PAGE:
What’s not to love?
If you’re like me, you often wonder at the origins of car names, until that is, the proliferation of alphanumeric nomenclature. But what of names like the VW Rabbit or the Beetle or the Chevrolet Impala? We know what a Rabbit and a Beetle are, but what’s a Chevy Impala? It’s actually a medium-sized antelope found in eastern and southern Africa that can run at 50 mph, however, in “Carland” it’s possibly the most popular Chevy brand of all time.
Introduced for the first time in 1958, the Chevy Impala came in a year when people were campaigning for nuclear disarmament; Elvis was called up into the Army and shipped to Germany. The big chart success that year in the U.S. was “At the Hop” by Danny and the Juniors that summarized the excitement coursing through American teenage life: Cruisin’ Main Street on the weekend, drinking root beer at an A&W, or eating popcorn at the drive-in; it was West Side Story on wheels and for them the Cold War was conducted on the back seat of a car—and what better car than the all-new Impala.
This era was immortalized in George “Star Wars” Lucas’ seminal 1973 movie American Graffiti that depicts a night in 1962 when kids cruise the streets before going off to college. Graduating senior Steve Bolander, played by Ron Howard, memorably loans his precious ’58 Impala to Charles Martin Smith's character “Terry the Toad.” “When I was growing up, it was all about that car,” said NASCAR personality Ray Evernham, who recently restored the original movie car.
It was Chevrolet’s 50th birthday and the theme for the year was “Forward from Fifty.” To mark the occasion they had a complete redesign, and with performance de-emphasized, as a result of the 1957 racing ban, everything was lower, wider, and nine inches long. These cars were cruisers from the quad lamps to their gull-wings, with plenty of chrome in between. Chevy promised “the road smoothest, nerve-soothing ride imaginable,” and in doing so, entered the “boat race” to build ever-bigger cars.
“When I was growing up, it was all about that car.”Ray Evernham, NASCAR Personality
The automotive world was first introduced to the Impala under the Corvette brand in 1956 when GM unveiled a plastic-bodied, five-passenger, two-door sedan in the General Motors Motorama. This XP-100 “dream car” was a “big” Corvette with an emphasis on safety and sparing use of chrome, although that giant toothy grille belies that statement. Thankfully, it didn’t make it to production.
The production Impala for ’58 was more a progression from the ’57 Chevy, however, it was longer, lower, and wider. It was the first with dual headlights; the sharp fins of the previous year were now less aggressive and more sculptured, and to distinguish it from other models it had triple symmetrical taillights.
Under the hood, you could get a choice of 235, 283, or the whopping 348 ci W-series “Turbo-Thrust” V8 producing a max of 315 hp. A Ramjet fuel-injected 283 was also available but not popular.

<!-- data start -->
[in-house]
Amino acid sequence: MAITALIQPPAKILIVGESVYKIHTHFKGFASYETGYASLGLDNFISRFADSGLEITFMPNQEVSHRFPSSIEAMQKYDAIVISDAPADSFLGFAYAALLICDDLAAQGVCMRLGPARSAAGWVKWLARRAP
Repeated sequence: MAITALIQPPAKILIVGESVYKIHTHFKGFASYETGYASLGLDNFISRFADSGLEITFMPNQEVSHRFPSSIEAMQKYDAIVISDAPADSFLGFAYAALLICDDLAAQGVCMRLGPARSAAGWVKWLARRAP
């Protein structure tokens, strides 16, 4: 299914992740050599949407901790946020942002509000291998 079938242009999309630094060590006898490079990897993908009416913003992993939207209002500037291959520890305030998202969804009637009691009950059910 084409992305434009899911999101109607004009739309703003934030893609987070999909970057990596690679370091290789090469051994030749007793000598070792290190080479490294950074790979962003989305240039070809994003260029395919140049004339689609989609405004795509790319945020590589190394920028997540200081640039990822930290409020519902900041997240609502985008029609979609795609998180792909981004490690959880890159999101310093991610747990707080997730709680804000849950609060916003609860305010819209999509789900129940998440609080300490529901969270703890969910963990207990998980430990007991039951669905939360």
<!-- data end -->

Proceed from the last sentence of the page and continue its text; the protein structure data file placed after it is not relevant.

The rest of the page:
The Chevy Impala immediately found a place in the hearts of Americans that was cemented when Chevy introduced the Super Sport (SS) to the market in 1961. The SS package was available on any Impala, including sedans and station wagons, and the power was increased with the 425 hp 409 ci V8 immortalized in the 1962 Beach Boys song 409.
Unfortunately, as often happens, the Impala and even the SS badges were affixed to some less than desirable automobiles; and while Chevy Impala remained Chevy’s best-selling model, the cars got bigger and the ’71 was the largest car Chevrolet ever offered. Newly introduced safety requirements increased the weight until sports models resembled Sumo wrestlers rather than sprinters.
The Impala immediately found a place in the hearts of Americans that was cemented when Chevy introduced the Super Sport (SS) to the market in 1961.
Eventually, in 1985, the nameplate was dropped, that is until 1992 when GM designer Jon Moss hot rodded a Chevy Caprice for the Detroit Auto Show. The four-door Caprice was a land yacht but Moss made it cool by lowering it two inches and throwing in an 8.2L 500 ci engine.
The Impala SS was an instant hit and went into production February 14, 1994, initially available only in black with a grey interior. It used the police 9C1 package including sport-tuned suspension, reinforced shocks and springs, a high-capacity reverse-flow cooling system and four-wheel disc brakes. In place of Moss’s 500 inches, Chevy installed a re-tuned 5.7L Corvette LT1 350 that made 260 hp and 330 lb-ft of torque. The big difference between the Corvette LT1 and the Impala LT1 was that the latter had iron rather than aluminum cylinder heads. It went zero to 60 mph in seven seconds which was not bad for a big car weighing in at 4,036 lbs—the cognoscenti loved it as did celebrities: you can count comedian Tim Allen, Billy F Gibbons of ZZ Top, Dexter Holland of Offspring, Jimmie Vaughan and many others as Impala owners.
The Impala has also inspired designers. For example, check out Thom Taylor’s Caprice wagon that he customized to represent a nineties version of a classic sixties Impala wagon. The old adage says: Build it and they will come, and it certainly applies to Chevy’s Impala.